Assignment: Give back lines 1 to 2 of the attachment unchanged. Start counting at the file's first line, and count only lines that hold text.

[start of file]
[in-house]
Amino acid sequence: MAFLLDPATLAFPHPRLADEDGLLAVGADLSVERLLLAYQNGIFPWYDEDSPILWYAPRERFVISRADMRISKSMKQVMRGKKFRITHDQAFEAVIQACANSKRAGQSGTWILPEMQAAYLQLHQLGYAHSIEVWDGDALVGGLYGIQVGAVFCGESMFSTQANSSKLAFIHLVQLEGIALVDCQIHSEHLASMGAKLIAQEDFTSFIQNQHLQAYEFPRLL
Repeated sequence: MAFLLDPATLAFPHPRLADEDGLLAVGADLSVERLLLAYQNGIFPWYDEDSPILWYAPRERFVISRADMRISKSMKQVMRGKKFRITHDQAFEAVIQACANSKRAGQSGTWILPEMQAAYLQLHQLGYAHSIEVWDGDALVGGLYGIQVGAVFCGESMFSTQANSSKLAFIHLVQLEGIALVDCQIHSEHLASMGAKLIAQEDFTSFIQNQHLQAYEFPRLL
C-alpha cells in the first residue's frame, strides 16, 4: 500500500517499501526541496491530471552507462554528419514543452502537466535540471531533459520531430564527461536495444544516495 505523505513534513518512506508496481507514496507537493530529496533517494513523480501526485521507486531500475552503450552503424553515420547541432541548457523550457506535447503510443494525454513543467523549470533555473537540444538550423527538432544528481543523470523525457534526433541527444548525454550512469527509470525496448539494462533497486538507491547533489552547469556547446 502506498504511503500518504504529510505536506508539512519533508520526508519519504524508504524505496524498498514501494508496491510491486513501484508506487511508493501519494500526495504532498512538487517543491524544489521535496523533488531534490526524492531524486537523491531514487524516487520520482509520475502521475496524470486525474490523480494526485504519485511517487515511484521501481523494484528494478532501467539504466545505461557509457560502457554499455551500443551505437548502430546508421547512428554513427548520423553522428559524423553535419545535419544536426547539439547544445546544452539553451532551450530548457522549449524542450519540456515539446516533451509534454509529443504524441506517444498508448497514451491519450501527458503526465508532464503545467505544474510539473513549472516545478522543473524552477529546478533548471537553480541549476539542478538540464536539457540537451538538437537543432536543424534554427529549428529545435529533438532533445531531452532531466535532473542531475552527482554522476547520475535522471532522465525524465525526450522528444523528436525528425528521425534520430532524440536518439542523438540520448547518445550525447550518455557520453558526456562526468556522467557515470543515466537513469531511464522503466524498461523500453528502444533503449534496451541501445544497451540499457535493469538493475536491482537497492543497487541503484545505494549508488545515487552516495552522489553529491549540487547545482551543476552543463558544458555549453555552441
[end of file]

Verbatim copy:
[in-house]
Amino acid sequence: MAFLLDPATLAFPHPRLADEDGLLAVGADLSVERLLLAYQNGIFPWYDEDSPILWYAPRERFVISRADMRISKSMKQVMRGKKFRITHDQAFEAVIQACANSKRAGQSGTWILPEMQAAYLQLHQLGYAHSIEVWDGDALVGGLYGIQVGAVFCGESMFSTQANSSKLAFIHLVQLEGIALVDCQIHSEHLASMGAKLIAQEDFTSFIQNQHLQAYEFPRLL